Laws and Regulations for Assisted Living in Rhode Island

Housing

Living accommodations in Rhode Island may offer apartment-style residences or bedrooms, which provide for single or double occupancy. A single room must be 100 square feet and must be a minimum of eight feet wide. A double room must be a minimum of 160 square feet and 10 feet wide.

Each room type must have a bathroom, closet, wardrobe, and lockers. All residents must have access to a personal lockbox to store and keep any personal belongings of their choice.

The fee schedule is regular monthly rent. There may be additional charges for amenities and any specific services. These community settings are terrific situations for individuals who want to live as independently as possible and direct their own care.

Staffing

Rhode Island does not have a minimum ratio of staff to residents. By the state definition, there must be “Sufficient” staff to residents on premises to maintain necessary care. A certified administrator must be on premises and monitor all operations and oversight of employees who provide care directly to residents.

Rhode Island licensing for assisted living communities

The State of Rhode Island Department of Health licenses and regulated all assisted living facilities in the state. There are regulations in place to maintain standards starting with service plan requirements, staff requirements, background checks for all employees and so.

How much does assisted living cost in Rhode Island?

The statewide average cost for assisted living in Rhode Island is $6,600 per month. On average, residents of the state pay more for these communities and facilities than the national average of $4,500 per month. The neighboring states of Vermont and Connecticut are much closer to the national average, both costing roughly $5,250 per month.

  • National average cost per month: $4,500
  • Rhode Island: $6,600
  • Massachusetts: $6,400
  • New Hampshire: $6,100
  • Connecticut: $5,100
  • Vermont: $5,300

Financial Assistance in Rhode Island

SSI Enhanced Assisted Living Program

This program was created to support those in need with financial assistance. They must be eligible for SSI and have undergone a professional evaluation that has determined they require a level of care which coincides with care available in an assisted living community or facility.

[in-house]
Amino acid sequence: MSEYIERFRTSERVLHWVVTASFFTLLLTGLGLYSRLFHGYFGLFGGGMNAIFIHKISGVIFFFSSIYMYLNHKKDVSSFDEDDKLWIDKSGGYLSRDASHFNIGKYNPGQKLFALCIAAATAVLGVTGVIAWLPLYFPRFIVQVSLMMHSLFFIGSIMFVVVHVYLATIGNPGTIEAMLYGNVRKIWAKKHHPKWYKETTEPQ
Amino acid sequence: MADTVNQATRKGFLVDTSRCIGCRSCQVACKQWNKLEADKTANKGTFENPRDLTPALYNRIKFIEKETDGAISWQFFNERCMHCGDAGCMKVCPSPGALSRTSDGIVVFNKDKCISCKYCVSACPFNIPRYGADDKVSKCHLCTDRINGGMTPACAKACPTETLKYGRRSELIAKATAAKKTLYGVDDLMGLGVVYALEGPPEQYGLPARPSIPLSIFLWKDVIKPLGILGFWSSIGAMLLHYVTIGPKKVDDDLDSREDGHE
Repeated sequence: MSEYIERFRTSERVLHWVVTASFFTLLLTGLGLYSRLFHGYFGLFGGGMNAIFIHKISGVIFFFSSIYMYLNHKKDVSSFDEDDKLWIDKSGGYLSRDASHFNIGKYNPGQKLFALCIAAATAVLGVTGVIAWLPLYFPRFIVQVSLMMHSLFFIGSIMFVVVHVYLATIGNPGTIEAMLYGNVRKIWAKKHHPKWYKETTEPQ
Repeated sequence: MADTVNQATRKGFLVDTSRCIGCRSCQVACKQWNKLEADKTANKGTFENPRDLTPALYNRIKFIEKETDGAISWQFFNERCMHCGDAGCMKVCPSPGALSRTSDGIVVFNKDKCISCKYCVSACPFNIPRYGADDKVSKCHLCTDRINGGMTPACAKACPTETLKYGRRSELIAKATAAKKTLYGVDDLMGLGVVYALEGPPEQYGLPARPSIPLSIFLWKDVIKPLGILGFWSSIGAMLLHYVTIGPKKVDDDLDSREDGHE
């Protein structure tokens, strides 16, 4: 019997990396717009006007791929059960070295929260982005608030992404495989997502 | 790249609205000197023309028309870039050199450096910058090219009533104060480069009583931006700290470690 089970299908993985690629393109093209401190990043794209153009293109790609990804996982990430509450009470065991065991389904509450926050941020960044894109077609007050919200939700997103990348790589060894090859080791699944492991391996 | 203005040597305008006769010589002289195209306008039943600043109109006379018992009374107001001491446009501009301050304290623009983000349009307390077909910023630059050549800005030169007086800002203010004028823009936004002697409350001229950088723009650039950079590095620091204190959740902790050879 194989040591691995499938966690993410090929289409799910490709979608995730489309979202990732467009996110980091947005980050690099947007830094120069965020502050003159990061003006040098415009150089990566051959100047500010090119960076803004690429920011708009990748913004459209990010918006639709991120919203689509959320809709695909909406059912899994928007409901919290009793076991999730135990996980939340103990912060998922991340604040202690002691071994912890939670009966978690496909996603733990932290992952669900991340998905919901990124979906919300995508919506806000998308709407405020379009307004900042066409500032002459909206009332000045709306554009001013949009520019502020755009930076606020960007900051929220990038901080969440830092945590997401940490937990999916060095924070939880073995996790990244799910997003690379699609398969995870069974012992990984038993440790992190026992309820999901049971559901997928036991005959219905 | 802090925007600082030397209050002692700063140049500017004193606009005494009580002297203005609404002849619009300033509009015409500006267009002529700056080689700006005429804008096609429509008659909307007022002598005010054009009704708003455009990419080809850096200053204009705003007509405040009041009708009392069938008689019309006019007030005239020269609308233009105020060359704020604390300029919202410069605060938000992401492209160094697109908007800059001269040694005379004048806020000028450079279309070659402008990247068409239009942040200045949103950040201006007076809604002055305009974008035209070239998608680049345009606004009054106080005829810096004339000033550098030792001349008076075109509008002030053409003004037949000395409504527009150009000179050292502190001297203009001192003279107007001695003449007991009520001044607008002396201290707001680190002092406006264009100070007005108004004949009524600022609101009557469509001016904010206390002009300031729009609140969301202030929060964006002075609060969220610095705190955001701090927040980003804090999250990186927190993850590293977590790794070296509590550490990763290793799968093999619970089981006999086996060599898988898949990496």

How to pay for assisted living

Paying for Senior Living and Care will vary depending on a few factors. For instance, the level of care needed; the income and savings of the resident; the state and location of the community; or if the resident is a veteran. In the United States there are over 400 programs that may offer some monetary relief for senior care, but often the majority of costs are covered by private funds and family assistance. These funds come from our Federal, State, and Local Governments. 

It is important to take your time when exploring payment and coverage options.

Medicare – NO:

  • Medicare does NOT pay for Assisted Living.
  • People 65 years and older and individuals with end stage renal disease are eligible for Medicare benefits, no matter their income.
  • Coverage is meant for people in need of short-term care.

Private pay – YES:

  • Many families pay for assisted living with private funds.
  • Private pay can be a combination of retirement funds, personal savings, and pension payments.
  • Family members may contribute funds to pay for assisted living or other senior housing and care.

Medicaid – MAYBE:

  • Medicaid provides health coverage to millions of Americans. Eligible participants include: low-income adults, elderly adults and people with disabilities.
  • Medicaid is administered by state, according to federal requirements. The program is funded jointly by each state and the federal government.
  • Every state has their own individual Medicaid assistance program.